Lush and lyrical, beautifully romantic, and a wonderful duology finale... (but longgg.)
Writing: ★★★★ 1/2
Enjoyment: ★★★★ 1/2
We Free the Stars is the final book in the Arawiya series. For thoughts on the first book, check out my review here.
Below there are SPOILERS for the first book, We Hunt the Flame. I repeat, SPOILERS for the first book!
Ok, they gone? Good! Let's talk about this one.
Following the events of We Hunt the Flame, our group of rebels/adventurers are reeling. The Lion of the Night is at large with a dangerous agenda, they've lost Altair, and the remaining members of the group are struggling to cope with a recent loss and the implications of the fight yet to come.
Zafira, Nasir, and the team are bound for Sultan’s Keep, determined to restore the hearts of the Sisters of Old to the minarets of each caliphate—thus returning magic to all of Arawiya.
Zafira is the fabled Hunter of the realm, who spent most of her years masquerading as a man who was known for his ability to find anything. Now armed with a mind-to-mind connection to a powerful magical text and outed as a Huntress, not a Hunter, she's struggling to adjust to her new situation amidst the panic of their quest. Oh, and there's the exciting (or distracting?) feelings she's experiencing for the crown prince, Nasir.
Nasir, the crown prince of Arawiya and the famed assassin known as the Prince of Death, is also dealing with some shattering revelations. Having just found out that he has a brother—and discovering that the brother is his commander at arms and lifelong reluctant frenemy, Altair—is enough to make him stop in his tracks. But then to discover that his father, the evil Sultan, is also under the Lion's mind control and therefore not the monster Nasir believed him to be for years? Yikes. Nasir is, to put it mildly, a bit of an emotional mess and attempting to hide it. And there's also the fated pull he feels for Zafira too, in case he didn't have enough going on.
With court politics, assassinations, intrigue, and deadly games of cat and mouse to come, We Free the Stars takes off with a lot on its plate. Will Arawiya be saved?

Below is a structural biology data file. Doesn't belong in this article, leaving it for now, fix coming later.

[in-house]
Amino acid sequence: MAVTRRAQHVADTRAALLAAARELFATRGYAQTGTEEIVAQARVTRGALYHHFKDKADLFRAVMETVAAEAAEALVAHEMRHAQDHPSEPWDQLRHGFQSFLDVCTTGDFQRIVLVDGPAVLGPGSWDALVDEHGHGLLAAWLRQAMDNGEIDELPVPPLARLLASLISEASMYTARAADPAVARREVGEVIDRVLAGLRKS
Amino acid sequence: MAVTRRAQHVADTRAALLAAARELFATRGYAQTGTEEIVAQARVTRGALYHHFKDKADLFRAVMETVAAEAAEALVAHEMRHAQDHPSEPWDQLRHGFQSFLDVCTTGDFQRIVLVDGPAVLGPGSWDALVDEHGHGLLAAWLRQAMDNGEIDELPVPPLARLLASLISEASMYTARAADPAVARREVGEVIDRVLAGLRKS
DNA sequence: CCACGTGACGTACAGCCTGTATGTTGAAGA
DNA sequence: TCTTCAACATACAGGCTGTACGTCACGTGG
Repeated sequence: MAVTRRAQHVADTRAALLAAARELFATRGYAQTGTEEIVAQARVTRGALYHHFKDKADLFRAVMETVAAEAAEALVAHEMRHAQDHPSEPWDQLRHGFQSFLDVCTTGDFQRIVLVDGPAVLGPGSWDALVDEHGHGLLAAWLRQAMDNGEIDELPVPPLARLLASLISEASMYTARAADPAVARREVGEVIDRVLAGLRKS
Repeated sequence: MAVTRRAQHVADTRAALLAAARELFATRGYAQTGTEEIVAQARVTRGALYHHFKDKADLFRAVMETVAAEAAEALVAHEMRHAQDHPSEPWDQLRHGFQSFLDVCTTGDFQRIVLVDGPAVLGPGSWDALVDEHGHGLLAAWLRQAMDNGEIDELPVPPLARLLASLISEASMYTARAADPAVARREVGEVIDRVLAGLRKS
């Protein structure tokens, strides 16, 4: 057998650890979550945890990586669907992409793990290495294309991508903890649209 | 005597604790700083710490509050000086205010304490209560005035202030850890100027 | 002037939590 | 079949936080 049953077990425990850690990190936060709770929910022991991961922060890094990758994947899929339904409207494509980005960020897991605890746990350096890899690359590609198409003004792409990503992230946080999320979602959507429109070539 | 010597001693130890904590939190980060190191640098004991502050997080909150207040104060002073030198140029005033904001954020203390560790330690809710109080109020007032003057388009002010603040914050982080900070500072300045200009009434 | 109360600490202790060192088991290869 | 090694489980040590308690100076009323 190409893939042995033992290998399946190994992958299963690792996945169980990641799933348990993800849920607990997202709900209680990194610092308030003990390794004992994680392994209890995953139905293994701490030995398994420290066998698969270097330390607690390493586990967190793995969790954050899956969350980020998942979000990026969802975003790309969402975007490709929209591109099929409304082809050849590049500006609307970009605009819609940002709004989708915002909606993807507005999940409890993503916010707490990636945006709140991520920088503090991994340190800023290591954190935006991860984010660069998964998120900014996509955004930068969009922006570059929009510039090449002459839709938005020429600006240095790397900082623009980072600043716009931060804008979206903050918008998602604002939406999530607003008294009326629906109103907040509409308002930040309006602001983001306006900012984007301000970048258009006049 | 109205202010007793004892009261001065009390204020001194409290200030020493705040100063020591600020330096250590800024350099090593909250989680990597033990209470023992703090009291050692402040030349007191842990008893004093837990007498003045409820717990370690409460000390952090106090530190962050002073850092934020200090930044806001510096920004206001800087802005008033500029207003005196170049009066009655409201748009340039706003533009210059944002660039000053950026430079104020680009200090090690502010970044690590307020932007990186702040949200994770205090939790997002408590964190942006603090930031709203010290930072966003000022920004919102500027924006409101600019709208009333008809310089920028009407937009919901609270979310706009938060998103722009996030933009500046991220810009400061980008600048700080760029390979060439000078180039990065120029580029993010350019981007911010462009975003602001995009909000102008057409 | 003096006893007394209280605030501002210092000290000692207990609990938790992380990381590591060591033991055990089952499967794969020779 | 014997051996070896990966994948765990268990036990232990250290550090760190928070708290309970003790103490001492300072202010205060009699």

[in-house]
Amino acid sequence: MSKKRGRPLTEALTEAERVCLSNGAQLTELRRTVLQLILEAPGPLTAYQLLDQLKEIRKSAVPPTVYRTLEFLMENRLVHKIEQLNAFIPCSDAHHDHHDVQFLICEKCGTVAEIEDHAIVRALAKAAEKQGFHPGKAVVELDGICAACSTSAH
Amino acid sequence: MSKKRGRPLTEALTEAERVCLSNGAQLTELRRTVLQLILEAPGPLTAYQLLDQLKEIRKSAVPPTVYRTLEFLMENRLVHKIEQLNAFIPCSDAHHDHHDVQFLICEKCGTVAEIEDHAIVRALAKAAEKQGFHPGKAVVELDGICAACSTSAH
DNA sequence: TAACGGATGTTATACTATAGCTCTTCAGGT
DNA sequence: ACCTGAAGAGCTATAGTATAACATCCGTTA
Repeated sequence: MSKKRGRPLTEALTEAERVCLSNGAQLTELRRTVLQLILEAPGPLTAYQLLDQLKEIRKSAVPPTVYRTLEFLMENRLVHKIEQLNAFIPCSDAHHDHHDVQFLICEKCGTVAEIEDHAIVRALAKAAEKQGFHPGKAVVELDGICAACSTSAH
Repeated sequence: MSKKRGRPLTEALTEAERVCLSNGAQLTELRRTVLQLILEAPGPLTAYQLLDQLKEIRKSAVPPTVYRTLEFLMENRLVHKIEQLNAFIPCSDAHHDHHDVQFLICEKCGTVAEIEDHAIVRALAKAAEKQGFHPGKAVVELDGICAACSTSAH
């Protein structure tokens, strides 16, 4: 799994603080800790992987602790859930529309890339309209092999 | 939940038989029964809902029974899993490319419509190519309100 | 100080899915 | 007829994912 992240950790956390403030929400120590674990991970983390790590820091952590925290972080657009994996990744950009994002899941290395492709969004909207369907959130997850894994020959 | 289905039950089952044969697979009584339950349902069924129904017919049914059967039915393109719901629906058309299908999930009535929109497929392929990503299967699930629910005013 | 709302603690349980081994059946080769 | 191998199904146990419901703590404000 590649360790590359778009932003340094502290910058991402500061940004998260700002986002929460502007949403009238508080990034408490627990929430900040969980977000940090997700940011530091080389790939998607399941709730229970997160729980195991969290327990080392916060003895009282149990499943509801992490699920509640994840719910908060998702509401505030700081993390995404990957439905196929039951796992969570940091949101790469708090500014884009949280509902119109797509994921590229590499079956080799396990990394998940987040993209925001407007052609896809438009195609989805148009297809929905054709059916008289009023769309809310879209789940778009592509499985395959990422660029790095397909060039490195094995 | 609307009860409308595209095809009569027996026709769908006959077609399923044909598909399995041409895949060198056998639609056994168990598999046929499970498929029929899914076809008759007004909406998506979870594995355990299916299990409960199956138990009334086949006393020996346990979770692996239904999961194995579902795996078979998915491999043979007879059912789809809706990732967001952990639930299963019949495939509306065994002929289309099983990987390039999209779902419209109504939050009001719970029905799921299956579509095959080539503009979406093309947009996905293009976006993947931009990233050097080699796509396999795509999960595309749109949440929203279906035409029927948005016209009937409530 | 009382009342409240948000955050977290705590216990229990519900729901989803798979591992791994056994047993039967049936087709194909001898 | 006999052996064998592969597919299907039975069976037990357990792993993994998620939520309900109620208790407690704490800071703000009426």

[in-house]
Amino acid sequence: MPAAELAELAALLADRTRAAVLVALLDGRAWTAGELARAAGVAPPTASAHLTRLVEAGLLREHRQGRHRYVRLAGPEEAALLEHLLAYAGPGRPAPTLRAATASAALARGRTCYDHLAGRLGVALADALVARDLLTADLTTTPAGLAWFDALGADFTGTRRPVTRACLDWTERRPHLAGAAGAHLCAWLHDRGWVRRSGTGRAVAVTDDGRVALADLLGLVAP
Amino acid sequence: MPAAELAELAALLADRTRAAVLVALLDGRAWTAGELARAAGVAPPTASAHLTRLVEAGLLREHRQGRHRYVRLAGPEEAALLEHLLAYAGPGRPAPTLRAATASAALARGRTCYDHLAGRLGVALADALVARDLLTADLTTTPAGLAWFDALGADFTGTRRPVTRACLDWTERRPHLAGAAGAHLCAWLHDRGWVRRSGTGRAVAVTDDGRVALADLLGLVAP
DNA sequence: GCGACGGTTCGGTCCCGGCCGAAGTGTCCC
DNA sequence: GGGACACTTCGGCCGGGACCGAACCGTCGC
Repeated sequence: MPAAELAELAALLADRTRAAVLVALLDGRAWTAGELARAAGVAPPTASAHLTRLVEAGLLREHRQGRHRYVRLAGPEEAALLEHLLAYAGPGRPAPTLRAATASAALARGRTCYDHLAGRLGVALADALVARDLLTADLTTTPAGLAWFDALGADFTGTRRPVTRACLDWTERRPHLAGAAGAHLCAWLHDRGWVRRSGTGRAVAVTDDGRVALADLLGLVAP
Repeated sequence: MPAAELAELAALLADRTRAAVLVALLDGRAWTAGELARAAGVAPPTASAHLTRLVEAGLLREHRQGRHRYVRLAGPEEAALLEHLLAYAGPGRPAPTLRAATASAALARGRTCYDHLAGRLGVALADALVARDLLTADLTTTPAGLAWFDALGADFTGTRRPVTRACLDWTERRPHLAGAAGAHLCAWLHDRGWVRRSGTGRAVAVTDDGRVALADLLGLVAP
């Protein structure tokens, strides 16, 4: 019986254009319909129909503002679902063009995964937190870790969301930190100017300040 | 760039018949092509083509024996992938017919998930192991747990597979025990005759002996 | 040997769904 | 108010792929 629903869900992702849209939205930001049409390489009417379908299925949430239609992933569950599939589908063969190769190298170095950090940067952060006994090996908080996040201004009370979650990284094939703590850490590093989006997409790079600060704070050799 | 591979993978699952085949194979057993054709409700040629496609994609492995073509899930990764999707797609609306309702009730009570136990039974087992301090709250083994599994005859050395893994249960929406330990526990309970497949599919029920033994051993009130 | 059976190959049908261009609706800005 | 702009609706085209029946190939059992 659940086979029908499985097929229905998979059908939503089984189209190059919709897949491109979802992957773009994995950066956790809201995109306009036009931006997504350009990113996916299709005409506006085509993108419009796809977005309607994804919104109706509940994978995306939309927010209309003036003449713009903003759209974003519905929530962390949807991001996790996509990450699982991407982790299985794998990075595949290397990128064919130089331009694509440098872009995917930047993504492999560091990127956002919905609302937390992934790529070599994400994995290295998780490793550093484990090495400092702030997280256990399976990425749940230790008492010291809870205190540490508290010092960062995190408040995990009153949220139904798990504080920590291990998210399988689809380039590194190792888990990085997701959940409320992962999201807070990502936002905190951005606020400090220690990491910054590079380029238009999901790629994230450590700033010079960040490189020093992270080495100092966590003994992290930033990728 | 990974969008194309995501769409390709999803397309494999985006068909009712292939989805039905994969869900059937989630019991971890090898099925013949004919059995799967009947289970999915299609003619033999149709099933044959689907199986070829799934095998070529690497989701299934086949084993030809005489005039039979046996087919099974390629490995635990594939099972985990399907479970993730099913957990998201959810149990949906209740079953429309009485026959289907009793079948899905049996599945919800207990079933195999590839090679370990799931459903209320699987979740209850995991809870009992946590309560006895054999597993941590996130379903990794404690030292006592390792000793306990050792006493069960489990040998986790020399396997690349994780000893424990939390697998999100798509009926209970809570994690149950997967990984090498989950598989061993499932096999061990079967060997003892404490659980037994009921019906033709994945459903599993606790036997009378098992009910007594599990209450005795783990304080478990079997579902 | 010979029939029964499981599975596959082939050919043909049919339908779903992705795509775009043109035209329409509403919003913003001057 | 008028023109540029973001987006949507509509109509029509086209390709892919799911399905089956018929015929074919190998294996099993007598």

So I need to address the elephant in the room right off the bat: the pacing of this novel really suffered with the extreme length of this book. Even though it was only roughly 100 pages longer than the first book, this installment felt every inch of its extra page count.
I think this was a difficult series to wrap up, honestly, and it speaks to the author's talented sentences and character development that I still loved it... even when it dragged on. And it did drag. Part of what made me fixate on the length was the somewhat aimless portion around the 250-350 page mark where I felt like the characters were all aimlessly pacing from space to space, waiting for the shoe to drop and filling the time with movement to feel productive. That sounds super dramatic—but I feel like it's accurate. I enjoyed those portions for the conversations and the romantic angst, but even my "character drama"-preferring self was ready for some action after a while.
However, despite those qualms above, I really did love this book.
Hafsah Faizal is a beautiful writer and I fell in love with her characters and this world. Nasir and Zafira's romance stands alone in my head for its refreshing blend of good "old fashioned" YA angst and drama mixed with a sensual edge that didn't rely on raw sexual insta-lust to make it work. I was also a huge fan of the side characters and their unique emotional arcs.
Amy Imogene Reads
Just someone looking for her own door into Wonderland.